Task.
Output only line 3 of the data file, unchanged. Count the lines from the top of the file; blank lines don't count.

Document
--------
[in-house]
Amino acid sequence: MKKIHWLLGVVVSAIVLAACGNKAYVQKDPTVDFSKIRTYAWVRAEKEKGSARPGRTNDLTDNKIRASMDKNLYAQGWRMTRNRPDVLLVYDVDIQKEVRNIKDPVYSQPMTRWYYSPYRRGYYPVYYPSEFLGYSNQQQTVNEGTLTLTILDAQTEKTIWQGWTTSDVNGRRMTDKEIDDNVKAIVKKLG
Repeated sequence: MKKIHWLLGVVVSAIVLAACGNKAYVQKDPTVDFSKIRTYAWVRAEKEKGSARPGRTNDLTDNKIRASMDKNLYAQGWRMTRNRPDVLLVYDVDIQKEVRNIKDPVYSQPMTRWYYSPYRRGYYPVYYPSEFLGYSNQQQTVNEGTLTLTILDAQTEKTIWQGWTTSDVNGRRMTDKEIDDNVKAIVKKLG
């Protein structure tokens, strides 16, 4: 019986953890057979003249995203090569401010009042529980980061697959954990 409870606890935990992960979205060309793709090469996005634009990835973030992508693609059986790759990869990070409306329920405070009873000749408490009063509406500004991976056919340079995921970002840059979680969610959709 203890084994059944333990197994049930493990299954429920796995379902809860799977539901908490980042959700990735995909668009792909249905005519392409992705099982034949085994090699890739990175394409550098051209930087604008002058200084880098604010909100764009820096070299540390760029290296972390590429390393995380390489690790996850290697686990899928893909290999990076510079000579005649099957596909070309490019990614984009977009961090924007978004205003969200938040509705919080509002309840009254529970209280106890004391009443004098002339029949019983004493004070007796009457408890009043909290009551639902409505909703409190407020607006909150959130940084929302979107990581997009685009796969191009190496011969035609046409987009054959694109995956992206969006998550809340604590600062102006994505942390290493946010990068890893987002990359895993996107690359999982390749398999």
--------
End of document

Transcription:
Repeated sequence: MKKIHWLLGVVVSAIVLAACGNKAYVQKDPTVDFSKIRTYAWVRAEKEKGSARPGRTNDLTDNKIRASMDKNLYAQGWRMTRNRPDVLLVYDVDIQKEVRNIKDPVYSQPMTRWYYSPYRRGYYPVYYPSEFLGYSNQQQTVNEGTLTLTILDAQTEKTIWQGWTTSDVNGRRMTDKEIDDNVKAIVKKLG